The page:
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Traditional Chinese weddings back in vogue

Xinhua | Updated: 2020-01-15 10:30
A "new Chinese-style" group wedding is held in Jimo, Shandong province, on Nov 24.[Photo/Xinhua]

On the first day of this year, Sun Yi finally received the email she had long been waiting for. It contained the final version of her wedding plan.

The plan, which had gone through nearly 10 revisions, offered the 29-year-old a "new Chinese-style" wedding ceremony in March, which she described as being "traditional, but not old-fashioned" and "ritualistic but with style".

Since China's reform and opening-up began in the late 1970s, many couples living in big cities have emulated Western-style weddings, which they thought were more ceremonial and romantic.

However, in recent years, traditional Chinese weddings have been back in vogue among the country's couples, as many of them no longer consider Western-style gowns and vows of "I do" an essential part of the wedding ceremony.

Instead, they now prefer wearing clothes like those in the Tang Dynasty (618-907) and performing traditional wedding rituals in the same way their ancestors did hundreds of years ago.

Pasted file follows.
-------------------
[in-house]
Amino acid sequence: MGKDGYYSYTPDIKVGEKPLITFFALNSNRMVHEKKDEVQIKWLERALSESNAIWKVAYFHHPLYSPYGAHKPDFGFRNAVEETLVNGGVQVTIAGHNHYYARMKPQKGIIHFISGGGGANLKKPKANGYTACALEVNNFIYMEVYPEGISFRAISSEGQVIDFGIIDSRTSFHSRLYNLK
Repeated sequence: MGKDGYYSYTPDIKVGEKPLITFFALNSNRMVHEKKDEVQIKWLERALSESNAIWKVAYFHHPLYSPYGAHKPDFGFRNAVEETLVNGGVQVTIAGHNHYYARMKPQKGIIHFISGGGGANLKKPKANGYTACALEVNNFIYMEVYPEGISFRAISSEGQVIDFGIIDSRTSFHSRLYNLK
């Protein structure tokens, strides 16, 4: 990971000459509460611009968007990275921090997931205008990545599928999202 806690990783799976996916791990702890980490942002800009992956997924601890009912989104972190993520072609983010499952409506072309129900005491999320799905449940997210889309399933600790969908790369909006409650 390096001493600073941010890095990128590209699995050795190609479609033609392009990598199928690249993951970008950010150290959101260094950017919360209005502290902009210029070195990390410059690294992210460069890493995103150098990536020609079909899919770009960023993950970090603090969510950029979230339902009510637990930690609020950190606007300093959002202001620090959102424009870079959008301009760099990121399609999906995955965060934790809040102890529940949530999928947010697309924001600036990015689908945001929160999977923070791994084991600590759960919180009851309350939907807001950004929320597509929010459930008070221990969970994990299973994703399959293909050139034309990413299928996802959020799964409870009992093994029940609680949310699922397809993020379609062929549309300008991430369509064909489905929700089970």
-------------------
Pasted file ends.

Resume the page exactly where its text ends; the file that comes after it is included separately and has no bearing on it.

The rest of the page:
At a traditional Chinese wedding, the couple usually wear red, which symbolizes auspiciousness in Chinese culture, and the venue is also heavily decorated in red. The couple perform a three-bow ritual-to heaven and earth, to their parents and to each other.

In Lanzhou, Gansu province, several wedding planning companies spare no effort promoting their Chinese-style wedding packages, which offer a wide range of choices.

Chinese-style weddings account for nearly 40 percent of the company's orders, and couples often need to make reservations six months in advance.

Wang Yiru, a wedding planner at Lanzhou Xinxin Wedding Service, said the preparation for a Chinese-style wedding is usually very time-consuming and costly.

Chinese-style wedding ceremonies usually cost more than 40,000 yuan ($5,775) and some even exceed 200,000 yuan. That usually covers the expenses of venue design, photography, makeup services and hiring a master of ceremonies.

Wang Zongli, a professor at Northwest Normal University, said: "Wedding ceremonies reflect social and cultural changes. As people's living standards improve, they go for more individualized choices."

Experts believe that the revival of interest in Chinese-style weddings is part of a larger social and cultural trend that prizes tradition over modernity.

"With China's economic and social development, many young people are starting to search for their cultural identity, which is also a reflection of their growing cultural confidence," said Zhu Yongbiao, executive director of the Belt and Road Research Center at Lanzhou University.




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